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28 June 2000
For Immediate Release

Food Toxin Sensor Selected as Johns Hopkins APL Invention of the Year

TheJohns Hopkins University Applied Physics Laboratory's (APL) Office of Technology Transfer, in Laurel, Md., presented its first Invention of the Year award for development of a sensor to detect toxins in food. The first annual ceremony was held yesterday at APL's Kossiakoff Center to honor 126 researchers and name the Lab's top inventions for 1999.

APL Director Richard Roca and Wayne Swann, director of the Office of Technology Transfer, presented plaques and cash awards to the Lab's top four developments. An independent panel of judges, comprised of representatives from business and industry, technical and business consultants, technology transfer professionals and intellectual property attorneys, selected the top APL inventions from 83 nominees based on their creativity, novelty and potential benefit to society.

Winner APL's 1999 winning invention is a simple, cost-effective sensor to alert consumers to the presence of toxins, which emanate from spoiled food.

An APL team developed a process to create a molecularly imprinted polymer sensor that changes color in the presence of certain food chemicals. Through molecular imprinting, scientists essentially make a cast of the molecule (the toxin) they're trying to detect. Molecularly imprinted polymers are sturdy, easy to prepare and remain effective throughout a long storage life.

The APL-developed sensor may be used, for example, within a handheld detector for meat inspectors or incorporated into a plastic wrap so that consumers can determine, by visual inspection, whether or not food has spoiled. The sensor could also be incorporated into a machine-readable label that could be monitored actively by inspectors or passively during the purchase of the product at registers.

"Molecularly Imprinted Polymer Sensors for Food Safety Applications" was developed by the Laboratory's Craig Kelly, George Murray and Manuel Uy. Each member of the team was awarded a plaque and a share of the $2,500 cash prize.

Finalists Due to a tie, three inventions were named in the finalists' categorybg. Each member of the following teams received a plaque and a share of the $1,000 cash prize awarded to each invention.

"Microwave and Acoustic Detection of Drowsiness"
developed by APL's Matthew Bevan, Henry Kues, Carl Nelson and Paul Schuster.

Drowsy driving is a serious problem that leads to many automobile and truck crashes each year. An APL team developed a detection system that senses the onset of drowsiness and tracks driver fatigue from a sensor positioned near a sun visor. The device uses a combination of Doppler radar and advanced signal processing techniques to measure the driver's fidgeting motion, as well as a number of physiological indices including blink rates, heartbeat and respiration that can give further insight into the alertness of the driver.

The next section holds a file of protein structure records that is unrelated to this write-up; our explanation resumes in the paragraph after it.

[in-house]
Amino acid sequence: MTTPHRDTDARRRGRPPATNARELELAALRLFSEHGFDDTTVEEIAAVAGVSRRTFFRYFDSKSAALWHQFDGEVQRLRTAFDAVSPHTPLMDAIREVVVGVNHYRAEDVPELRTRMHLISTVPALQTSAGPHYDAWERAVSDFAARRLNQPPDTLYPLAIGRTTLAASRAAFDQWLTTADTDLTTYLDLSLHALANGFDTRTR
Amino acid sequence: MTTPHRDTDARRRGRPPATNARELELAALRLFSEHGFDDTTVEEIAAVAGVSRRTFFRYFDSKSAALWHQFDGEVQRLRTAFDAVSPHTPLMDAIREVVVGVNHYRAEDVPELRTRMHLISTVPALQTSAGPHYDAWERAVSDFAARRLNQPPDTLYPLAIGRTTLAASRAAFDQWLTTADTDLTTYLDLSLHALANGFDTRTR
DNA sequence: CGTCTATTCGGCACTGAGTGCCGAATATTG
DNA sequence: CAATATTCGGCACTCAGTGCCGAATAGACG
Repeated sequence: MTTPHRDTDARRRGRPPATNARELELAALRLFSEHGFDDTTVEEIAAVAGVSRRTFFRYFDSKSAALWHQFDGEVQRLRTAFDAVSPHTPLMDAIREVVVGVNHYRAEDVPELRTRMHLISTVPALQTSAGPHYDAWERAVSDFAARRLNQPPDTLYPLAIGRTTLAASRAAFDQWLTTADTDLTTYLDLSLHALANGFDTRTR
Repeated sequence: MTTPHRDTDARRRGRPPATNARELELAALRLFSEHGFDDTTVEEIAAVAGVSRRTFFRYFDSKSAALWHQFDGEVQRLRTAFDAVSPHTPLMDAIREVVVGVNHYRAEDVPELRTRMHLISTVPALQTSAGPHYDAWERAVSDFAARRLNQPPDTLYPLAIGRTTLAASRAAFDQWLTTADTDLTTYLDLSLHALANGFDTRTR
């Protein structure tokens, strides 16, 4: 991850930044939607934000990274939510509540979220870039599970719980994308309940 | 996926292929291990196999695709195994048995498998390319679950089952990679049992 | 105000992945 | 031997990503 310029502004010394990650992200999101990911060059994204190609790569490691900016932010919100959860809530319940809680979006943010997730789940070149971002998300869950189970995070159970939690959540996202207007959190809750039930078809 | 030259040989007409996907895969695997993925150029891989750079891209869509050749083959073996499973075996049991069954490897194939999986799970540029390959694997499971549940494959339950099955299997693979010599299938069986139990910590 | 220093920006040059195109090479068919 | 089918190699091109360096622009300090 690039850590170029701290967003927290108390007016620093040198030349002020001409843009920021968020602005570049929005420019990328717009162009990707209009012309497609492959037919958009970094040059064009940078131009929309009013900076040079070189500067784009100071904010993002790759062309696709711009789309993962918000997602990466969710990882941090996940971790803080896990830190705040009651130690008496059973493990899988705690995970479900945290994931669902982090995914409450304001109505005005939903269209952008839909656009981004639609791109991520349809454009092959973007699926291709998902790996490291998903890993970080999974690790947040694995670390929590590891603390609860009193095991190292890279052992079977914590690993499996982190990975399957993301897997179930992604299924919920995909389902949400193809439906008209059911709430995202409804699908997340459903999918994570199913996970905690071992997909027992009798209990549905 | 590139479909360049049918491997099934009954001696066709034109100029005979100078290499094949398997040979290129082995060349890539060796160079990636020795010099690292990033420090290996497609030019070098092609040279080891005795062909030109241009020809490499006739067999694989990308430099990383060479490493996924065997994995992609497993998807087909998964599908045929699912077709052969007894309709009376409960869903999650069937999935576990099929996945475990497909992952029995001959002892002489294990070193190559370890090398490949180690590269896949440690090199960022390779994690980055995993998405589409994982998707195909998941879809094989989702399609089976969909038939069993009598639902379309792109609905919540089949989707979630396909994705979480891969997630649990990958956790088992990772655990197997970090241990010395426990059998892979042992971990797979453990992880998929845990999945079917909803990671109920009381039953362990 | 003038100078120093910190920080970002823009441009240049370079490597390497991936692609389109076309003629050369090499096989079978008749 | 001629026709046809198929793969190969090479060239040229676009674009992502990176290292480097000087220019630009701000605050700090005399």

In addition to monitoring drowsiness, a commercially available driver physiology monitor could provide warning of road rage and aid driver training programs by monitoring a student's response while behind the wheel.

"A Hybrid Software/Hardware Technique for High Speed Backplane Messaging"
developed by APL's Paul Bade, Steven Kahn and David Verven.

In today's market for Web-based computer software applications, beating the competition requires very rapid product development. One significant hurdle impeding fast development is the need to write application specific code that manages how chips on one computer board will communicate with chips on other boards and on other computers when a new software application is operated.

An APL research team developed a message-oriented middleware system that makes integrating and developing multiprocessor systems much easier. Middleware is software that moves information, or messages, from one place to another within a single system or between multiple systems over a network. APL's middleware invention provides real-time distribution of data using a type of interface, known as a publish-subscribe paradigm, used to effortlessly distribute data. Combined, the real-time data distribution and analysis tools associated with APL's middleware can drastically improve system development and integration.

This middleware was recently licensed to an APL spin-off company, Dot21 Real-Time Systems Inc. (see related press release on APL's Web site at

"Rapid Chest Tube Inserter"
developed by Ron Rosen, M.D., of the Johns Hopkins Medical Institutions, and by APL's John Murphy and Christopher Graham.

Blood and/or air in the thorax - common consequences of chest trauma - are potentially lethal and require prompt decompression of the chest cavity. Currently, this is done by inserting a chest tube, which is a lengthy process requiring extensive training and experience.

A group from the Johns Hopkins Medical Institutions and APL developed a rapid chest tube inserter that simplifies and shortens the time required to insert a chest tube to safely and effectively evacuate the air and/or blood from the thorax with minimal risk of injury to internal structures. It also extends the ability to insert a chest tube to trained emergency medical personnel rather than relying solely on experienced doctors.

For more information about APL's Office of Technology Transfer, visit their Web site:

The Applied Physics Laboratory is a not-for-profit laboratory and division of The Johns Hopkins University. APL conducts research and development primarily for national security and for nondefense projects of national and global significance. APL is located midway between Baltimore and Washington, D.C., in Laurel, Md.

Media contact:
JHU Applied Physics Laboratory:
Kristi Marren
Laurel, MD 20723
Phone: 240-228-6268